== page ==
We’ve all had the experience of waking up to neck pain. Sometimes it’s because we slept wrong, or perhaps weren’t aware that we’d strained something the day before, only to have the injury make itself known the next morning.
Whatever the cause and no matter how uncomfortable, this type of neck pain tends to disappear as quickly as it arose. A few days go by and it’s gone. But if you’re middle-aged or older and you have been experiencing pain and stiffness more frequently, there’s a chance that you’ve developed cervical spondylosis.
Cervical spondylosis is a degenerative condition, more frequently referred to as arthritis of the neck. It is a function of age, wear and tear, and more than 85 percent of people over the age of 60 have it. Many people experience no symptoms at all, while others who come to our cervical spine specialty practice with neck pain get quick relief from medication, exercise and physical therapy. In some cases, the best solution that we can offer is surgery.
Cervical spondylosis occurs as the disks in the spin begin to show signs of wear and tear. They get shorter, lose much of their water content, and become weaker and more brittle. As this happens, it makes it more likely that the vertebrae will come into closer contact with one another.
At the same time the same degenerative process is occurring in other areas of the spine. The cartilage that covers and protects the facet joints begins to wear away, making it more likely that your bones rub against one another, and this leads to the growth of bony spurs that limit the amount of space within your spine for your nerves and spinal cord. This leads to pain, headaches, and grinding sounds when you turn your head or bend it up or down.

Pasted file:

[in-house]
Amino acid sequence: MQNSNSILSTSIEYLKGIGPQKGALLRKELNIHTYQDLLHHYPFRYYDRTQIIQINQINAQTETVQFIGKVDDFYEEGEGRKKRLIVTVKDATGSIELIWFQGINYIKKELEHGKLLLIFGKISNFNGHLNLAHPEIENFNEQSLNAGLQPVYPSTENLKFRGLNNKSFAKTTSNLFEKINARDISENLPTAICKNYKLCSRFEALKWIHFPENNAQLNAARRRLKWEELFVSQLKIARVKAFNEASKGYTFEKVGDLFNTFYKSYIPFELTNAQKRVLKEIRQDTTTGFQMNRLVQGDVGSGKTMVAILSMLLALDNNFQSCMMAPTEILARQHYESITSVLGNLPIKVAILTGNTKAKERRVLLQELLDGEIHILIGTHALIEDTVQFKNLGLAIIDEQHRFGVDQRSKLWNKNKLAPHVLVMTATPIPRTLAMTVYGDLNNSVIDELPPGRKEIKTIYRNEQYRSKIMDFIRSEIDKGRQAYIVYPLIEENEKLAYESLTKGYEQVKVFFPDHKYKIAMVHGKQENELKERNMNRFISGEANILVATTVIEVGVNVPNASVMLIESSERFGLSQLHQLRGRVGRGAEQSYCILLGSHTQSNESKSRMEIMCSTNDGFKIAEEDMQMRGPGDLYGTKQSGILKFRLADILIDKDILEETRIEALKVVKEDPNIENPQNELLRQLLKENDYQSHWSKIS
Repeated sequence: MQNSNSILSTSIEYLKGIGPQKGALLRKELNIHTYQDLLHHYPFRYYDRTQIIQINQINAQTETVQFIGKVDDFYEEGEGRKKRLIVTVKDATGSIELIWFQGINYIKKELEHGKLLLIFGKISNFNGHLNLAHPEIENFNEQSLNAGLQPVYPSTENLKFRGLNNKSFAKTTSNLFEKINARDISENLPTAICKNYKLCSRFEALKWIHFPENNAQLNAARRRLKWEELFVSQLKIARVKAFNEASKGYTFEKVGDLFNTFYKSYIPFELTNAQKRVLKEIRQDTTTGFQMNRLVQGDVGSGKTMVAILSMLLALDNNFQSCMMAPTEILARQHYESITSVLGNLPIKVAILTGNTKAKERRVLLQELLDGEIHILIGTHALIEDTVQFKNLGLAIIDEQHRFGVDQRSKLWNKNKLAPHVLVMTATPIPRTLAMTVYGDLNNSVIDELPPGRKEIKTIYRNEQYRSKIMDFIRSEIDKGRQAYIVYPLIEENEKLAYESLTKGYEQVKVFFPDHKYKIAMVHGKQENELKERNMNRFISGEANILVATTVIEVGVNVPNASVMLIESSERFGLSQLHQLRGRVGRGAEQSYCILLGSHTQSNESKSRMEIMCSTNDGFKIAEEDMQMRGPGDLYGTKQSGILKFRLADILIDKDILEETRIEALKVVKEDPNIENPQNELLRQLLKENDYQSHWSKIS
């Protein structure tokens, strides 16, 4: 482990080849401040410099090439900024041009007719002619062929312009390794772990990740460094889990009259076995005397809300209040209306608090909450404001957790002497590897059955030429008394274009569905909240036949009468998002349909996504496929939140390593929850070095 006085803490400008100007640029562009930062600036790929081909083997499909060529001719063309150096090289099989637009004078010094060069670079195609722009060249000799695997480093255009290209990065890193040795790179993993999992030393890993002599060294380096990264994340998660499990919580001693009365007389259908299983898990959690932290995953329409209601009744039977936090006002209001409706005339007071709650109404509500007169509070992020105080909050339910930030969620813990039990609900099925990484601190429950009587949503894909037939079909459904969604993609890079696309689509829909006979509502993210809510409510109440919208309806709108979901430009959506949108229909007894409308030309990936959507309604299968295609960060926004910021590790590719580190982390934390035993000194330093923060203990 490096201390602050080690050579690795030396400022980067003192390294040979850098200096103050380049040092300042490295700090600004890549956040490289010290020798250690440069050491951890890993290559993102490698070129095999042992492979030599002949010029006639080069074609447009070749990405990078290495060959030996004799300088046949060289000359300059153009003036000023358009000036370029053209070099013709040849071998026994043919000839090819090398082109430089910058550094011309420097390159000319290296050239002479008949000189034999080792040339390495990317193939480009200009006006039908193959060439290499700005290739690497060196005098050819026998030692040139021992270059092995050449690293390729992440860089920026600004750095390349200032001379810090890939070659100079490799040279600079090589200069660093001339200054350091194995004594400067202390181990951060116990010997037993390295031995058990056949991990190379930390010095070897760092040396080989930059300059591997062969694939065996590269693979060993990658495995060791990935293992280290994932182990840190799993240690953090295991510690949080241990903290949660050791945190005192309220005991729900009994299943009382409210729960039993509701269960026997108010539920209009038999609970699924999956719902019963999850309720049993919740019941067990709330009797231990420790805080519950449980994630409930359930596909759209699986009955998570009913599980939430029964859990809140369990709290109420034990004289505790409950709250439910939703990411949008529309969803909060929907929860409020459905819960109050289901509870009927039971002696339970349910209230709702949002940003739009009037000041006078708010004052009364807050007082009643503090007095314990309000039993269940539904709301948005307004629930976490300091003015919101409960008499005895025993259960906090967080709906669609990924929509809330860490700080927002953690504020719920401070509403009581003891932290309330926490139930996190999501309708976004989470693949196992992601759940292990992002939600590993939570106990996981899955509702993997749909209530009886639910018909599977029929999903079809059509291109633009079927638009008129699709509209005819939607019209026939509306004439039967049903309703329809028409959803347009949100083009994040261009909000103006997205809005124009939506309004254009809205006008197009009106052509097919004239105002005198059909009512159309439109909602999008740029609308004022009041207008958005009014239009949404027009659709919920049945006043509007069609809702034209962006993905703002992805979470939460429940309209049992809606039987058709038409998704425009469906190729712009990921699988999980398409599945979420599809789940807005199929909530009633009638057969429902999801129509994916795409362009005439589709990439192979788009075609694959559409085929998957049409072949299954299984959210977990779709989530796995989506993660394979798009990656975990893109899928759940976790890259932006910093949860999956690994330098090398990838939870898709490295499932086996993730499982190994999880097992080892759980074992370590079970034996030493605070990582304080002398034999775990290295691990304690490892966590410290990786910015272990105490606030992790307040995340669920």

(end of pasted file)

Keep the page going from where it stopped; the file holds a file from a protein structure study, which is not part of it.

In the most severe cases, patients experiencing cervical spondylosis may lose their sense of balance or experience trouble walking or weakness in their limbs.
If you are experiencing any of these symptoms, your first step should be to make an appointment with our cervical spine specialists. We will conduct a thorough examination to include diagnostic tests that will reveal exactly what is happening.
Once we have an accurate diagnosis, we will create a treatment plan focused on relieving your pain and restoring you to the mobility and comfort that you previously had. This may include physical therapy that will stretch and strengthen weakened muscles, improve posture and provide additional support to the joints and muscles of your neck. We may also suggest over-the-counter medications, treatments like ice or heat, and even steroid injections to provide short-term pain relief.
In most cases there is no need for surgery for cervical spondylosis unless it is being exacerbated by a herniated disc or bone impinging on your nerves or spinal cord.
To learn about the right treatment for your particular situation, contact us today to set up an appointment to come in and see our specialists.